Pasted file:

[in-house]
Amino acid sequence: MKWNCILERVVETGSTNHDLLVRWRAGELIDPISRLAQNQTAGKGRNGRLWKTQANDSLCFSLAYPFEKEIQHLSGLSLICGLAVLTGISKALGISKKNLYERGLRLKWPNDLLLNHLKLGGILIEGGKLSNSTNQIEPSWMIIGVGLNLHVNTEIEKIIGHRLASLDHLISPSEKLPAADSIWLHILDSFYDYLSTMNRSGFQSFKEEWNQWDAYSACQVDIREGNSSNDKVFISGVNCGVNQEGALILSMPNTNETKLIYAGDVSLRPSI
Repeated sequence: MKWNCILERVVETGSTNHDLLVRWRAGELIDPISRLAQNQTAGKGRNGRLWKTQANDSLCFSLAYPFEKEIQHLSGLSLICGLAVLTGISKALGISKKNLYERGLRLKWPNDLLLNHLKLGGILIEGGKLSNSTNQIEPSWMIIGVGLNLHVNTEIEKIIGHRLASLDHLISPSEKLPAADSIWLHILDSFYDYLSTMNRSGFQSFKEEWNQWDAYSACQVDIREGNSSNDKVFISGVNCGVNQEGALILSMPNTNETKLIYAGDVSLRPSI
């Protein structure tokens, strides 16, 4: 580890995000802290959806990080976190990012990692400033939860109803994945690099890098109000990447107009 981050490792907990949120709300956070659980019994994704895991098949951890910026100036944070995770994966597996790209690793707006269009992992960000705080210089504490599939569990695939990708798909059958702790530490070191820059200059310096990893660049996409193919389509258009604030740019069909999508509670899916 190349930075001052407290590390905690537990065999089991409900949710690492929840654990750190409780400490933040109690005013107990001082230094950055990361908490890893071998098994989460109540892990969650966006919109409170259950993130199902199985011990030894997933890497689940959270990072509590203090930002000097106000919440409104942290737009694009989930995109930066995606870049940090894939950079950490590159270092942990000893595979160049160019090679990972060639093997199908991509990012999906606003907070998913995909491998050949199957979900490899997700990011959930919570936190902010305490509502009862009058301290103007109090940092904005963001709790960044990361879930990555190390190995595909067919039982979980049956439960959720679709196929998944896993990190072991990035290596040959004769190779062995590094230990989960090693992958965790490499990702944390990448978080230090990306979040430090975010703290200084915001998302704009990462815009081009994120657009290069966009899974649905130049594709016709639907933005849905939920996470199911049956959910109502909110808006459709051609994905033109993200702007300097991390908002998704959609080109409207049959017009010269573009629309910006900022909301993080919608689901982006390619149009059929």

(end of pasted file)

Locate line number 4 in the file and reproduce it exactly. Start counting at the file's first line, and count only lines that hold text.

């Protein structure tokens, strides 16, 4: 580890995000802290959806990080976190990012990692400033939860109803994945690099890098109000990447107009 981050490792907990949120709300956070659980019994994704895991098949951890910026100036944070995770994966597996790209690793707006269009992992960000705080210089504490599939569990695939990708798909059958702790530490070191820059200059310096990893660049996409193919389509258009604030740019069909999508509670899916 190349930075001052407290590390905690537990065999089991409900949710690492929840654990750190409780400490933040109690005013107990001082230094950055990361908490890893071998098994989460109540892990969650966006919109409170259950993130199902199985011990030894997933890497689940959270990072509590203090930002000097106000919440409104942290737009694009989930995109930066995606870049940090894939950079950490590159270092942990000893595979160049160019090679990972060639093997199908991509990012999906606003907070998913995909491998050949199957979900490899997700990011959930919570936190902010305490509502009862009058301290103007109090940092904005963001709790960044990361879930990555190390190995595909067919039982979980049956439960959720679709196929998944896993990190072991990035290596040959004769190779062995590094230990989960090693992958965790490499990702944390990448978080230090990306979040430090975010703290200084915001998302704009990462815009081009994120657009290069966009899974649905130049594709016709639907933005849905939920996470199911049956959910109502909110808006459709051609994905033109993200702007300097991390908002998704959609080109409207049959017009010269573009629309910006900022909301993080919608689901982006390619149009059929």